By Nick Childs
BBC Pentagon correspondent
The US Government has said it plans to maintain legal jurisdiction over US forces in Iraq after the handover of sovereignty at the end of June.
The rules for US troops after 30 June are still under discussion
It is taking the action so its forces are not subject to Iraqi courts.
US defence officials say the intention is that this would be done with the agreement of the Iraqi people.
At least 89 people were killed on Thursday in a fresh wave of attacks, just six days from the handover of power to an interim Iraqi government.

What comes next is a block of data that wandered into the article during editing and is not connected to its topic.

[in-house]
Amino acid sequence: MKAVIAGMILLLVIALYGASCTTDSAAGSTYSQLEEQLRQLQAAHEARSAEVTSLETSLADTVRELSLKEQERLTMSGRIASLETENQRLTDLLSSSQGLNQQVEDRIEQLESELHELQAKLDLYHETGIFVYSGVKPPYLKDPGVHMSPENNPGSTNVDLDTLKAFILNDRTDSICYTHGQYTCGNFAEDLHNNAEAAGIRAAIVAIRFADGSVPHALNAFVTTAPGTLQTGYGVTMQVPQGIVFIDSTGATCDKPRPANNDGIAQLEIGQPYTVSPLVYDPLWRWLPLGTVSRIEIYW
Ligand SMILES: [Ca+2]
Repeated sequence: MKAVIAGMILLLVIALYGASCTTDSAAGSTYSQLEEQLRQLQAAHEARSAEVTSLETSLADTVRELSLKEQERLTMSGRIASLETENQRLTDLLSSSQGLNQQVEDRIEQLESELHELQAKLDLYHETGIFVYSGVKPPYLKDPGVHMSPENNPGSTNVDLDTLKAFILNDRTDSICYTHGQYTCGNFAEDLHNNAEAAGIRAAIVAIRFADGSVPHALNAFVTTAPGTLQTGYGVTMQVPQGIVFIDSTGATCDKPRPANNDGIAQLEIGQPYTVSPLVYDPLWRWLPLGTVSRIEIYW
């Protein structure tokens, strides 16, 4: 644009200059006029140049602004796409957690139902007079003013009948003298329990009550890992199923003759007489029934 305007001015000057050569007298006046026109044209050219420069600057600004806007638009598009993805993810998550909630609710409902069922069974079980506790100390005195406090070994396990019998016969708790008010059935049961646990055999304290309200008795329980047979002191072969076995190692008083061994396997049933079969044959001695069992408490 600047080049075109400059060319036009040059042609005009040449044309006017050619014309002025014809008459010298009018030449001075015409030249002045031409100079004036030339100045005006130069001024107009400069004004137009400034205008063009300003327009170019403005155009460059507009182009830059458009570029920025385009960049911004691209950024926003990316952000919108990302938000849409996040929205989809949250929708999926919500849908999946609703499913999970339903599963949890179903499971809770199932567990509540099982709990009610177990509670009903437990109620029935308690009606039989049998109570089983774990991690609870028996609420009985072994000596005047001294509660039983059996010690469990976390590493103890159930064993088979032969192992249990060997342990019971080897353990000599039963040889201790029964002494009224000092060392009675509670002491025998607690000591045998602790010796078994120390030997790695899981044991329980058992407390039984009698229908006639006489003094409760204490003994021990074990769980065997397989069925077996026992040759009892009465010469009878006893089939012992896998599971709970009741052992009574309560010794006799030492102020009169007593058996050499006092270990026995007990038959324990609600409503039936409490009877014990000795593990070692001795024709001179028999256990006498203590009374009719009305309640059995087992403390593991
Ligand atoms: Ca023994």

A Pentagon spokesman said negotiations were under way with the Iraqi authorities and that the mechanism to ensure US jurisdiction still had to be finalised, but he added that he believed the two sides would conclude an agreement on this.
The White House went so far as to say that there was an agreement in principle - but this is a sensitive issue, particularly now because of the continuing controversy over the abuse cases of Abu Ghraib prison.
A senior US military official also said that the plan would be that all foreign coalition forces would continue to be immune from Iraqi prosecutions.
There are about 140,000 US troops currently in Iraq and 25,000 from other countries.
The most likely option at the moment appears to be that the current US administrator Paul Bremer would extend what is known as Order 17, which gives all foreign personnel in Iraq protection from prosecution in Iraqi courts.